How to fall in love with a mountain.
A template (part 1)
Santa Rosalia left the city content to be alone and in love with Jesus, worldly pleasures left behind. In 1160, she died alone at the age of thirty in a mountain cave.
Her remains would not be found for another 458 years. (I wonder sometimes if I could have done what she did.)
A brief guideline
1. To fall in love with a mountain you first have to find a mountain. You don’t have to go live alone on it, but that certainly helps.
Interlude (part 1) T., Lazio
Right now, I can smell the jasmine that grows all over this town, its billowing up on the breeze after waiting the night while we all slept. The scent haunts me, a gateway into my childhood while I sit in the present. That house of my grandparents was rife with the green and white foliage; my grandfather had planted it right outside my bedroom window. And so, here I am listening to the sound of sparrows and a weed whacker while I feel the white bedroom with the floral chairs and dark wooden desk all around me.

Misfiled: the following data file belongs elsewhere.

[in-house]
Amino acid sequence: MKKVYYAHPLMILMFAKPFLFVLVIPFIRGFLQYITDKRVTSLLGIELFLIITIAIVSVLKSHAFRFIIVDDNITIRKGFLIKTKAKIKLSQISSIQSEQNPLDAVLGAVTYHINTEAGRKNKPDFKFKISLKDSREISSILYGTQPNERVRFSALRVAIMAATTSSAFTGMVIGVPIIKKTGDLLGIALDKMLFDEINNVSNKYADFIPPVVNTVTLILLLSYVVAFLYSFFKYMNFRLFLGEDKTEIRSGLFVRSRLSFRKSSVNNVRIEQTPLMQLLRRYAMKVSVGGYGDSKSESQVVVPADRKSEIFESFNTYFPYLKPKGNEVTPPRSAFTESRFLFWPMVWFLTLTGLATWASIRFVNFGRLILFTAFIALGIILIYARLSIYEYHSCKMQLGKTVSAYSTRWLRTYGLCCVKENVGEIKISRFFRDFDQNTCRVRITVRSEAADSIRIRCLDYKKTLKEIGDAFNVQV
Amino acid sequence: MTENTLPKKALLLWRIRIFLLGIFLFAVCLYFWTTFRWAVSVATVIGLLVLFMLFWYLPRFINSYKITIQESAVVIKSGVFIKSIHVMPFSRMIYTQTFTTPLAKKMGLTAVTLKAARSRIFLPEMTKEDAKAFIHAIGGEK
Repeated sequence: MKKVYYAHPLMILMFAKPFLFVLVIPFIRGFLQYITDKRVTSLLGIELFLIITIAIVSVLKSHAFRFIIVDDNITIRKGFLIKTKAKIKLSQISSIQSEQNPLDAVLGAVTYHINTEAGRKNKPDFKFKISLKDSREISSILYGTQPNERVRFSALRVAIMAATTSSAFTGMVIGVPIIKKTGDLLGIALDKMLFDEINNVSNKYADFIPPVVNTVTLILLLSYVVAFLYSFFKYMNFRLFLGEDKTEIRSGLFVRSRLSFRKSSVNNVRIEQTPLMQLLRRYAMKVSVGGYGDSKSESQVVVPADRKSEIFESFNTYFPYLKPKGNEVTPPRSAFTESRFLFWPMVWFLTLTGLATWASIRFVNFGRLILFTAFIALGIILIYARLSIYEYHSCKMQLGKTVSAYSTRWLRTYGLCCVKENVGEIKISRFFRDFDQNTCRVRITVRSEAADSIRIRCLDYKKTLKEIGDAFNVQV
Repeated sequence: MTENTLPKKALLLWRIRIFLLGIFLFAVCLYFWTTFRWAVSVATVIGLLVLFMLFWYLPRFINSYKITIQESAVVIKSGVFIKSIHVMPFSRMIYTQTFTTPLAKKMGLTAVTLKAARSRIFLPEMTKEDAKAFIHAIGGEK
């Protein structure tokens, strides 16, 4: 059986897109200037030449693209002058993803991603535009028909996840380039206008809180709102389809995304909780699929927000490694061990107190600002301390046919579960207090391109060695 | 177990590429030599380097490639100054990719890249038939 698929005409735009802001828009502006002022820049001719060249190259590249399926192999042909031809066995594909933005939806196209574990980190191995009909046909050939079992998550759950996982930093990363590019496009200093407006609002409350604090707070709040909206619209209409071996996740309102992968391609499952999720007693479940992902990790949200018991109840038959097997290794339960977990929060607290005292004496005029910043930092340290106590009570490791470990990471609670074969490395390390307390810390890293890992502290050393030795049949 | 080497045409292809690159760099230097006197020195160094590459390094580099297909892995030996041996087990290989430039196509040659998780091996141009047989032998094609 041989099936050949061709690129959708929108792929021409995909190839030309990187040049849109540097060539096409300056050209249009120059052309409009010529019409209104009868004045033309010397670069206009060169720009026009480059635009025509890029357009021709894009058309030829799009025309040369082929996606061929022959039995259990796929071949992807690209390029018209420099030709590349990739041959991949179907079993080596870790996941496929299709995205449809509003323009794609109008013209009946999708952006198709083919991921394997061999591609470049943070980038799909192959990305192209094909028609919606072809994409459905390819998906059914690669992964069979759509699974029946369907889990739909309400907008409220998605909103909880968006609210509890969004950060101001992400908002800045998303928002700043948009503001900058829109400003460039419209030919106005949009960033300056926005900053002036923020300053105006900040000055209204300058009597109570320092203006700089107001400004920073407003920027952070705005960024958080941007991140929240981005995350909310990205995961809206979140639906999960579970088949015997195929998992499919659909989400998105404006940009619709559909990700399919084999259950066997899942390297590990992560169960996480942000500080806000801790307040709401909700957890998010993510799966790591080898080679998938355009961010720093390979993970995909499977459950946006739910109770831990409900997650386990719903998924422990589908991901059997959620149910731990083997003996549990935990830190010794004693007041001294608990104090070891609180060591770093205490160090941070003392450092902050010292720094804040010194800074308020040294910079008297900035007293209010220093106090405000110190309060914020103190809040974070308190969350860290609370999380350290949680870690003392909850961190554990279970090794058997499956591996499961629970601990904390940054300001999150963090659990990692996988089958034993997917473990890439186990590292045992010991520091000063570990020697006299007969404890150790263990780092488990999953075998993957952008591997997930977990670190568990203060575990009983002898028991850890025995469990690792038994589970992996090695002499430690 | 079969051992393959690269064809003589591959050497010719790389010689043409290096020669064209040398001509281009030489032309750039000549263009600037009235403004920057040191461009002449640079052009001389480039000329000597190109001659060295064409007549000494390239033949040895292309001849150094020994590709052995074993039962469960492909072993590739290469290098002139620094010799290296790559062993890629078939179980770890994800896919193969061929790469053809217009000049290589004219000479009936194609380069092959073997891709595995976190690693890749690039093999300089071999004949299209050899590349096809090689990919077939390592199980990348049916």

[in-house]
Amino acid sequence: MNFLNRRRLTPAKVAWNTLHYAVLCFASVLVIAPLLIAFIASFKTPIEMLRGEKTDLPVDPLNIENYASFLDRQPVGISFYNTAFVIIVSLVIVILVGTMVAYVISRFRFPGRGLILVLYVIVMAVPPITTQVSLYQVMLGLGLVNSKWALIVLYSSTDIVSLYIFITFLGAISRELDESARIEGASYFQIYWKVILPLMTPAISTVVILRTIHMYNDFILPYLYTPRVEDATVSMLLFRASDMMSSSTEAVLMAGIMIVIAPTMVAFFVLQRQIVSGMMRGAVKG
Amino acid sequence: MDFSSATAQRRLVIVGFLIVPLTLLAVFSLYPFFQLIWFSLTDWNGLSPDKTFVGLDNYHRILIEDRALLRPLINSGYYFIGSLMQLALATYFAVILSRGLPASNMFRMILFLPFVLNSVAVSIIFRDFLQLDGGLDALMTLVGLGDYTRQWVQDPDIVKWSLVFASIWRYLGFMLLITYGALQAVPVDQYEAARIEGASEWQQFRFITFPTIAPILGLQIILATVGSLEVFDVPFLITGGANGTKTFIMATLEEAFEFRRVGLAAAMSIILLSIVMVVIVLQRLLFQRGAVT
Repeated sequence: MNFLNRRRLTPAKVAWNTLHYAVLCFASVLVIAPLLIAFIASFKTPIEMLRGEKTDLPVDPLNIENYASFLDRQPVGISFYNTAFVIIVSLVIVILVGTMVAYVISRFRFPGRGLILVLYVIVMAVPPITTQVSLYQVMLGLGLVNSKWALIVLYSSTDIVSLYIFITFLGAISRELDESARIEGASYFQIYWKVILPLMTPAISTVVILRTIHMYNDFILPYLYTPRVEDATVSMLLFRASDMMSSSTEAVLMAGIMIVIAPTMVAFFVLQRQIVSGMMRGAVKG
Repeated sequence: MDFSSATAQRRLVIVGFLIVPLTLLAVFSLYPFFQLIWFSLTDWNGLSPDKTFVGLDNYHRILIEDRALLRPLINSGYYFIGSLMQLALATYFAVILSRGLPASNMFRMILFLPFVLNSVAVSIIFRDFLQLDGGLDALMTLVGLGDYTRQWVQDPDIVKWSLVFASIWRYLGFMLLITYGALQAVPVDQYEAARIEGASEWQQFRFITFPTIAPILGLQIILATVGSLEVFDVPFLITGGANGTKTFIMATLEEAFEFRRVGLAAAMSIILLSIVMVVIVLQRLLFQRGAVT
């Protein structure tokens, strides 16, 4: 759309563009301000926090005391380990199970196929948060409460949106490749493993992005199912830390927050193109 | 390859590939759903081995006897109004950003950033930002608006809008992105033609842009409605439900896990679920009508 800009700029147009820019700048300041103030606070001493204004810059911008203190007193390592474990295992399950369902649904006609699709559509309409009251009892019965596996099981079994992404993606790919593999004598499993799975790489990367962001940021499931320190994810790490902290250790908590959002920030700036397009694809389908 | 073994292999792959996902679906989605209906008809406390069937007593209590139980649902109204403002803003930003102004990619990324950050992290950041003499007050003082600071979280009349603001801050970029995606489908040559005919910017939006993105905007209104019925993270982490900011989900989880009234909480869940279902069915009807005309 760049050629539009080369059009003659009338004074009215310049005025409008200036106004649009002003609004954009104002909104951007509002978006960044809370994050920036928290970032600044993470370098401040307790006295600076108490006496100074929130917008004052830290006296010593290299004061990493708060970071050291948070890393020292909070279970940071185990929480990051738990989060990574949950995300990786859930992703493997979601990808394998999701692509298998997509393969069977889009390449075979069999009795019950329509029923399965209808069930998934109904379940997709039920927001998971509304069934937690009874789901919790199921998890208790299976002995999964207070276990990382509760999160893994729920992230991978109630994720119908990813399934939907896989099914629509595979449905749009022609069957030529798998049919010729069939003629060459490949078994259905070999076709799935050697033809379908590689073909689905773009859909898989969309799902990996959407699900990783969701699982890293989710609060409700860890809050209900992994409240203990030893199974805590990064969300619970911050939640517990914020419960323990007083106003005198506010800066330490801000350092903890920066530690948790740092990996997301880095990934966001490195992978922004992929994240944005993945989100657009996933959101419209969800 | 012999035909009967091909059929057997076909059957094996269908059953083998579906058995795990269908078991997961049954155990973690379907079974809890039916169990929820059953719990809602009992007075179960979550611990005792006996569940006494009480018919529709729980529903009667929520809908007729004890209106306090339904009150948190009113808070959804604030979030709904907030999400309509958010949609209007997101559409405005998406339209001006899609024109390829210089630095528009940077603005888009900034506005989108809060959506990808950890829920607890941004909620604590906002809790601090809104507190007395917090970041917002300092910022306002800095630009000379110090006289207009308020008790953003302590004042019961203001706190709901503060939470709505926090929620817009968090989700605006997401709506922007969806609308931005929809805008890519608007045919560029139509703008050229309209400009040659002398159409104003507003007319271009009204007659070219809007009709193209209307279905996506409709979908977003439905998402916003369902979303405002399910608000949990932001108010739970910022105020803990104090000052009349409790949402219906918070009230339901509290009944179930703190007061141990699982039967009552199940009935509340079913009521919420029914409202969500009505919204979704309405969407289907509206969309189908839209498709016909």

There is a small ceramic bird that used to be on that desk. I have it now. It’s a rusty sienna color with details of olive green. These are colors that I never particularly liked but now hold great significance for me, contained as they are in the bird and in this landscape around me. A strange mirroring of the two places I am in presently- the physical and the emotional. This physical space too will become an emotional space soon enough.
Nothing is going to happen here, I hope you’ve figured that out by now. Here as in this small town
on this page.